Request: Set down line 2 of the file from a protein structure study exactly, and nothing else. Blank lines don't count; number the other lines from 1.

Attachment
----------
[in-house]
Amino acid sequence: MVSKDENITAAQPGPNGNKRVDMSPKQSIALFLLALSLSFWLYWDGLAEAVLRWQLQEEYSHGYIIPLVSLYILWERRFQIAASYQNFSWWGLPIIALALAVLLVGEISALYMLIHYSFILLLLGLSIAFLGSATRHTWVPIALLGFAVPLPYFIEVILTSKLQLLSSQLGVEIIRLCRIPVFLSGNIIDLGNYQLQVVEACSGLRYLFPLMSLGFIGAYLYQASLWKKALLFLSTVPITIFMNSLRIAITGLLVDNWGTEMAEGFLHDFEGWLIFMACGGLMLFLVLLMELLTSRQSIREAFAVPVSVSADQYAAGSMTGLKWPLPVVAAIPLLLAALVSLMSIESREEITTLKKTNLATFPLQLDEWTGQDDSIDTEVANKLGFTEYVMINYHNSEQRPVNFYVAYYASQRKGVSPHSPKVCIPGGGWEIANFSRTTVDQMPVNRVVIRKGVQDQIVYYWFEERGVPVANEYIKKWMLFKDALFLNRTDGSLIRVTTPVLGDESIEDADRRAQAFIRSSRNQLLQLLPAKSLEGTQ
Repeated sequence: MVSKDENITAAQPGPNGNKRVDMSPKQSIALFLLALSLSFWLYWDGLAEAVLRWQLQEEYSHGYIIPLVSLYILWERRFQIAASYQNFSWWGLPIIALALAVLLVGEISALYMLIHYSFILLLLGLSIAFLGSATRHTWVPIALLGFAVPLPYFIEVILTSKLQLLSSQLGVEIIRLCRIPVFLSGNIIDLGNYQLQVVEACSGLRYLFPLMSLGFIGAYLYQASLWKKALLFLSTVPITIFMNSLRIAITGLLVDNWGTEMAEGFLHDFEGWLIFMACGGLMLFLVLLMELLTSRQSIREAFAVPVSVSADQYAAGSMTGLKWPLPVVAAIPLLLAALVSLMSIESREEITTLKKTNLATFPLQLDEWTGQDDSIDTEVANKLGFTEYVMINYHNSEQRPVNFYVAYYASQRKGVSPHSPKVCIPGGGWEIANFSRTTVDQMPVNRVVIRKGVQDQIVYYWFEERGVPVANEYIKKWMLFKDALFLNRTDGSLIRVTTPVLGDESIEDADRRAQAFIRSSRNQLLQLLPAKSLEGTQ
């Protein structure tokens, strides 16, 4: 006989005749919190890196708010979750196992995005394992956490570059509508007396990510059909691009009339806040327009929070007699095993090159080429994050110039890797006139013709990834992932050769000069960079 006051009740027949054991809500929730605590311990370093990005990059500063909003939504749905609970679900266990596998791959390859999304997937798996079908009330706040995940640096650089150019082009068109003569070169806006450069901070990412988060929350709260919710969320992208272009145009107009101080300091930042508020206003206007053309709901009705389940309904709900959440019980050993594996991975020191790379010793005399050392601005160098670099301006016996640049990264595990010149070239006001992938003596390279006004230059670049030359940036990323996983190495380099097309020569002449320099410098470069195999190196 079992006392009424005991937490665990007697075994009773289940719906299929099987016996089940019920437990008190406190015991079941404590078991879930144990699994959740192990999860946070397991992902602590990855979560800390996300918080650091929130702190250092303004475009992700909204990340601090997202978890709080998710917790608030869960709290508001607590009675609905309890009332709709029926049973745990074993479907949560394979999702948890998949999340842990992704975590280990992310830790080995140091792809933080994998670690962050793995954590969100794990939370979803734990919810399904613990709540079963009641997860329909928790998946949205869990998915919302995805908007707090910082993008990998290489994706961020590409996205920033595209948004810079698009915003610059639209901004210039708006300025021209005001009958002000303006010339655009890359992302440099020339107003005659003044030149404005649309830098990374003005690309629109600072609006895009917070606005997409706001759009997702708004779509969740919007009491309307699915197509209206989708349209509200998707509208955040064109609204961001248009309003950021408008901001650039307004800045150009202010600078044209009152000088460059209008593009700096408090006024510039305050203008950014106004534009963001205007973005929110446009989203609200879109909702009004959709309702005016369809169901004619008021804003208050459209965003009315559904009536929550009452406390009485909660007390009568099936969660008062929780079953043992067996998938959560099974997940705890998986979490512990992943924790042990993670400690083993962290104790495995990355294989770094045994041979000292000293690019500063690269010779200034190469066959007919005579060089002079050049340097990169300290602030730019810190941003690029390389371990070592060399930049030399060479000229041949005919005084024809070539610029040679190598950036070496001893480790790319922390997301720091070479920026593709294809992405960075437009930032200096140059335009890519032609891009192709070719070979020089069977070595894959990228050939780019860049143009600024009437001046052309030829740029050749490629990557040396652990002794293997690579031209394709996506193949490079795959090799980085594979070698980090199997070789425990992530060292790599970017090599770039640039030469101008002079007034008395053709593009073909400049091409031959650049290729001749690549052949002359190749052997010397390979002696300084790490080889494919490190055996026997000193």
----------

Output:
Amino acid sequence: MVSKDENITAAQPGPNGNKRVDMSPKQSIALFLLALSLSFWLYWDGLAEAVLRWQLQEEYSHGYIIPLVSLYILWERRFQIAASYQNFSWWGLPIIALALAVLLVGEISALYMLIHYSFILLLLGLSIAFLGSATRHTWVPIALLGFAVPLPYFIEVILTSKLQLLSSQLGVEIIRLCRIPVFLSGNIIDLGNYQLQVVEACSGLRYLFPLMSLGFIGAYLYQASLWKKALLFLSTVPITIFMNSLRIAITGLLVDNWGTEMAEGFLHDFEGWLIFMACGGLMLFLVLLMELLTSRQSIREAFAVPVSVSADQYAAGSMTGLKWPLPVVAAIPLLLAALVSLMSIESREEITTLKKTNLATFPLQLDEWTGQDDSIDTEVANKLGFTEYVMINYHNSEQRPVNFYVAYYASQRKGVSPHSPKVCIPGGGWEIANFSRTTVDQMPVNRVVIRKGVQDQIVYYWFEERGVPVANEYIKKWMLFKDALFLNRTDGSLIRVTTPVLGDESIEDADRRAQAFIRSSRNQLLQLLPAKSLEGTQ